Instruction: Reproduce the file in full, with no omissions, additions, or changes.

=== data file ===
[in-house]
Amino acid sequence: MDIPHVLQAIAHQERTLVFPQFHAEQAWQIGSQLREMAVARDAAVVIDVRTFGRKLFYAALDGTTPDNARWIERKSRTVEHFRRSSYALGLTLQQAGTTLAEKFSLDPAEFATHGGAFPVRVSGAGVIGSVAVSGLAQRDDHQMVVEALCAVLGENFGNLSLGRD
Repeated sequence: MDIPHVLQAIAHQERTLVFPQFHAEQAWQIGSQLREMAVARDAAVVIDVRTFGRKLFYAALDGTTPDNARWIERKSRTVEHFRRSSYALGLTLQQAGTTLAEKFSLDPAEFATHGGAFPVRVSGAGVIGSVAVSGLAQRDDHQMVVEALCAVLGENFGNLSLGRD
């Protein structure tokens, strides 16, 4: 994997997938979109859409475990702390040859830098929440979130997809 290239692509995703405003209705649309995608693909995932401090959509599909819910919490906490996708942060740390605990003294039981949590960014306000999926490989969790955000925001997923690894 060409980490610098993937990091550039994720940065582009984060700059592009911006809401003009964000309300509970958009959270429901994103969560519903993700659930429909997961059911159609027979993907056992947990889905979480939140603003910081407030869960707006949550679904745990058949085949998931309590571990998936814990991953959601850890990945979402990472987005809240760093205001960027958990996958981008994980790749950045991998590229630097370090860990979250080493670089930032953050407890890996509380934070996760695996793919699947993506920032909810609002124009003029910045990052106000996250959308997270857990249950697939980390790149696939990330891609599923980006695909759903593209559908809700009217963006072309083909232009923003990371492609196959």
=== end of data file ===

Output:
[in-house]
Amino acid sequence: MDIPHVLQAIAHQERTLVFPQFHAEQAWQIGSQLREMAVARDAAVVIDVRTFGRKLFYAALDGTTPDNARWIERKSRTVEHFRRSSYALGLTLQQAGTTLAEKFSLDPAEFATHGGAFPVRVSGAGVIGSVAVSGLAQRDDHQMVVEALCAVLGENFGNLSLGRD
Repeated sequence: MDIPHVLQAIAHQERTLVFPQFHAEQAWQIGSQLREMAVARDAAVVIDVRTFGRKLFYAALDGTTPDNARWIERKSRTVEHFRRSSYALGLTLQQAGTTLAEKFSLDPAEFATHGGAFPVRVSGAGVIGSVAVSGLAQRDDHQMVVEALCAVLGENFGNLSLGRD
């Protein structure tokens, strides 16, 4: 994997997938979109859409475990702390040859830098929440979130997809 290239692509995703405003209705649309995608693909995932401090959509599909819910919490906490996708942060740390605990003294039981949590960014306000999926490989969790955000925001997923690894 060409980490610098993937990091550039994720940065582009984060700059592009911006809401003009964000309300509970958009959270429901994103969560519903993700659930429909997961059911159609027979993907056992947990889905979480939140603003910081407030869960707006949550679904745990058949085949998931309590571990998936814990991953959601850890990945979402990472987005809240760093205001960027958990996958981008994980790749950045991998590229630097370090860990979250080493670089930032953050407890890996509380934070996760695996793919699947993506920032909810609002124009003029910045990052106000996250959308997270857990249950697939980390790149696939990330891609599923980006695909759903593209559908809700009217963006072309083909232009923003990371492609196959």